Not only is it time to prepare for sending the kids back to school, enjoying that last BBQ, or snagging those last few days at the beach or lake — but, it’s also 2013 budgeting session. Numerous friends have reached out asking for guidance on what they should be putting in the network virtualization or software-defined networking / SDN budget for 2013.
It’s exciting to hear people planning 2013 SDN budgets. We’ve spoken with multiple large enterprise and service providers who are looking to perform a SDN proof-of-concept in 1H 2013 and plan to have SDN in production by 2H 2013. Before we get all lathered up envisioning big SDN budget $’s — we should consider what we’ve heard from leading CTOs, Network Architects, and CIOs on their 2013 plans:
- Focus is on small, executable projects, the demonstrate initial technology or business success.
- Use cases will be those with the least number of multi-vendor dependencies.
- Incumbent vendors are the preferred choice
Given our experience with multi-vendors switches, soft switches, and controllers at our sister company, Wiretap Ventures, we recommend organizations that desire to deploy SDN and creating SDN budgets should consider the following:
- Be specific on the use case and what you can realistically accomplish given the state of technology. Make sure what you (or your vendors) propose is achievable and that you have enough resources to accomplish your objective.
- If you’re looking at production deployment, make sure you have a plan to win over the security team. The number one hurdle we hear about for customer SDN adoption is the inability to prove that you are just as secure in an SDN network as you are in a traditional network. Given what we know about some switches, they won’t pass the basic security bar today, so vendor selection is important. Consider looking at Arista, Brocade, Dell, Extreme, IBM, HP, Juniper, and Pronto switches.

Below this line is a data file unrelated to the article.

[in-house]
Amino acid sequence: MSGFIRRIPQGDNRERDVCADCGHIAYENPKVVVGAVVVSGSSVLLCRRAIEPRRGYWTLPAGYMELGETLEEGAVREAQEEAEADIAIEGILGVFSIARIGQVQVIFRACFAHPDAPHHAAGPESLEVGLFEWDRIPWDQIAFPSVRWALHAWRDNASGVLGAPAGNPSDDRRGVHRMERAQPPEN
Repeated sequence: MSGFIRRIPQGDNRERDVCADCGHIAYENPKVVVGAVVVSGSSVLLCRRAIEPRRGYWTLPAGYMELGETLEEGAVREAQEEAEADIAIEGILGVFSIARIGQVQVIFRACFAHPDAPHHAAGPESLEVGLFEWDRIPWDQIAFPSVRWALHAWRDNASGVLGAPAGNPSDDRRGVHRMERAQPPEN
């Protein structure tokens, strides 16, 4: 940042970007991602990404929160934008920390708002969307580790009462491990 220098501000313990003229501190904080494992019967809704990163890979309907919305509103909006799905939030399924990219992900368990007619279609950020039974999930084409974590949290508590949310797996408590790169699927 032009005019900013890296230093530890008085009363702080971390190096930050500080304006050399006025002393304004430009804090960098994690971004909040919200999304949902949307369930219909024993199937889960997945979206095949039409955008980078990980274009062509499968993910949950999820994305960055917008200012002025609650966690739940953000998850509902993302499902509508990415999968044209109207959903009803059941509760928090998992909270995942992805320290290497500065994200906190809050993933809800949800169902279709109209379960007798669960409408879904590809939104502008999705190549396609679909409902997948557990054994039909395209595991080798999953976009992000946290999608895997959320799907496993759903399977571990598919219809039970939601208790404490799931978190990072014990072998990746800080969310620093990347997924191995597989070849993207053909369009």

- If you plan a use case that uses OpenFlow — expect to be limited to what’s in the 1.0 spec. Our research indicates that most vendors will be limited to OpenFlow 1.0 support in 1H 2013 with some vendors planning 1.3 support in late 2H 2013. Also beware of the wide disparity of functionality in the OpenFlow 1.0 implementation between vendors. What works on one switch may not work on another.
Below is guideline we are sharing with our enterprise and service provider friends for building a 2013 SDN budget:
- Server / Switching Hardware: Allocate some hardware $’s to this budget — depending on use case this may or may not include servers or switches. We recommend allocating $25k – $50k to get started. Remember just two of the least expensive 10GB Pronto switches will set you back ~$20k. It goes up from there.
- SDN Software: Depending on your objectives and willingness to play with open source this is anywhere between $10k – $50k
- Professional Services: Our experience with various SDN products, open source projects, and technology is that you will a) need access to experts — this technology isn’t for the faint of heart; and b) expect the time to get SDN working in your environment with your apps to take twice as long as you expect. Depend on your organization and risk — you should allocate 1 X – 3X your combined hardware and software budget for professional services.
- Security: The ‘S’ in SDN is software — treat SDN like any enterprise software project — and invest in the security scans (l.e. Qualys), security audits (i.e, WhiteHat), and involve your security team early on, so you get their blessing to meet your 2H 2013 deployment schedule. Expect to spend $10k – $50k before you enter production
- Training: Once you have this installed SDN, it will require all of the care and feeding of your other technologies — Make sure your staff is able to operate your SDN technology $5k – $20k
Check out more Market Trends on SDNCentral: